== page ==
In her Ohio-based practice, Dr. Ponsky has found that a combination of local anesthetic and oral sedation is all she needs for most of her procedures. “There are traveling anesthesiologists who would be willing to work with me in the office, but I haven’t needed to use those, and it’s a whole different level of regulation and accreditation that I don’t need for a majority of select procedures,” she said. “You just have to know your patient and prep them ahead of time.” That said, Dr. Ponsky does go to an ASC or hospital to operate on her patients who she knows will require general anesthesia.
Like Dr. Ponsky, Dr. Pham performs office-based surgeries using solely local anesthesia and optional oral sedation. “It’s important for the surgeon to be aware of what constitutes conscious sedation in their state regulations and follow standard monitoring precautions set forth by the state’s medical board. But otherwise, if there’s no conscious sedation or even IV sedation, the facility isn’t subject to any specific accreditation needs—just normal OSHA rules and regulations,” she noted. Her in-office procedure room is set up expressly for the purpose of performing surgical procedures and includes specialized equipment, a chair that can be set in a supine position, and an exhaust system to enhance circulation.
The Future of In-Office Surgery
Cosmetic surgery offices are designed to provide a limited number of services to mostly healthy patients. “We’re geared toward one thing, and the select procedures I do, I do over and over and over again,” said Dr. Steiger. “I think this is what allows us to provide not only a better experience, but better care, for our patients.”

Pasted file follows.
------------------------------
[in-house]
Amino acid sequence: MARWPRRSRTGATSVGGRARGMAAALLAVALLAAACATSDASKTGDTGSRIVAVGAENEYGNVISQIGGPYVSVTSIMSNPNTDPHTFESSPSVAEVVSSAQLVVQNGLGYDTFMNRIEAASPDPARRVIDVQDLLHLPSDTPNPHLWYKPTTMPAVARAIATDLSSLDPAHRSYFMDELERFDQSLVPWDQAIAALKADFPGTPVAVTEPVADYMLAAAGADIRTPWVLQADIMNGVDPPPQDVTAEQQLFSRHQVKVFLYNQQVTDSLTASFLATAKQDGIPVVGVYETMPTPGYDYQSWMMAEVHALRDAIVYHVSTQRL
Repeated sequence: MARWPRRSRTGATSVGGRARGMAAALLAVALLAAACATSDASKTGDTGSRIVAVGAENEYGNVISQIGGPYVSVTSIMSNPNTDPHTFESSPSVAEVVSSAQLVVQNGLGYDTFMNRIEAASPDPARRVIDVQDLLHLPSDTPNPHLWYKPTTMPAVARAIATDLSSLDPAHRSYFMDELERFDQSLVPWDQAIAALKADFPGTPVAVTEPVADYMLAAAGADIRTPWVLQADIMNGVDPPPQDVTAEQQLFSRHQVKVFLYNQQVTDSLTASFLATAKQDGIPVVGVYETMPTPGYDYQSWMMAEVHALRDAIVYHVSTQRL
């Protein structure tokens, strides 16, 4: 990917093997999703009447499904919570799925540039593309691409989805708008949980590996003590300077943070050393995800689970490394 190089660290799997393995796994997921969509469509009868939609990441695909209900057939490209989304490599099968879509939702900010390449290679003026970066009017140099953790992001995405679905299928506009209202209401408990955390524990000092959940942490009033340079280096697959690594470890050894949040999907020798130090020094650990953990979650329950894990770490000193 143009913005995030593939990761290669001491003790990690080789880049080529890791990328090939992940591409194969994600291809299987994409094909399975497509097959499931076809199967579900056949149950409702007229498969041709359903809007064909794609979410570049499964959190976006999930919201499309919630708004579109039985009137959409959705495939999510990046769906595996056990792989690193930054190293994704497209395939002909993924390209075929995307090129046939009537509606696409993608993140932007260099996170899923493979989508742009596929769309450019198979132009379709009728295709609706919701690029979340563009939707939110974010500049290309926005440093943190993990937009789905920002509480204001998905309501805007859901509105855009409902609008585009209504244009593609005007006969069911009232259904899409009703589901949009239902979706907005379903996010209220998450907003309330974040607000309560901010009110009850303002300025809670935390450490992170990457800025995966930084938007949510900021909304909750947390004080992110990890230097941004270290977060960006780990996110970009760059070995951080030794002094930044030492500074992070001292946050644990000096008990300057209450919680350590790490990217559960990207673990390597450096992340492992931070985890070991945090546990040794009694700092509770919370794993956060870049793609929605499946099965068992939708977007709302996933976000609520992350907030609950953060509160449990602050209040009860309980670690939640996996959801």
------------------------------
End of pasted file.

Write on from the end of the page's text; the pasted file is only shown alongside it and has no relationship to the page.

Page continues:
My patients are grateful for the transparency—they know what codes we use, and they know upfront what the insurance might pay. —Diana Ponsky, MD
As the trend toward more in-office surgery grows, proponents of the practice expect to see pushback from those who prefer the status quo. “Doctors tend to do the things that they’ve been taught and not stray from them—often for very valid reasons—but the fact is that you can do plenty of procedures, even face lifts, under local anesthesia with oral sedation,” said Dr. Vila. “People who have never done that might think, ‘Oh my God, that’s crazy,’ but I can tell you from firsthand experience that it is possible to do it and keep the patient comfortable. I think there’s a whole wide-open field out there.”
Others who may not be keen on the trend of in-office surgical options are hospitals. “I believe they tend to push toward non-office-based procedures for monetary reasons, because they can get a facility fee and anesthesia fee out of it, and that’s sad because hospital-based procedures aren’t always the most convenient thing for a patient,” said Dr. Ponsky. “No one wants to take a day off work for surgery and have their family take a day off for a simple procedure that can be done in an office setting. That’s why I think office-based procedures are going to increase in the future.”
Dr. Pham views the issue from a historical perspective, noting that when nasal and sinus surgeries first came about, everything was done in the office. “Then somewhere along the line, we transitioned to doing everything in the OR. Now, the pendulum is swinging back,” she said. “I think finding the balance in approaches is key—matching the patient to the appropriate procedure and approach.”
Linda Kossoff is a freelance medical writer based in Woodland Hills, Calif.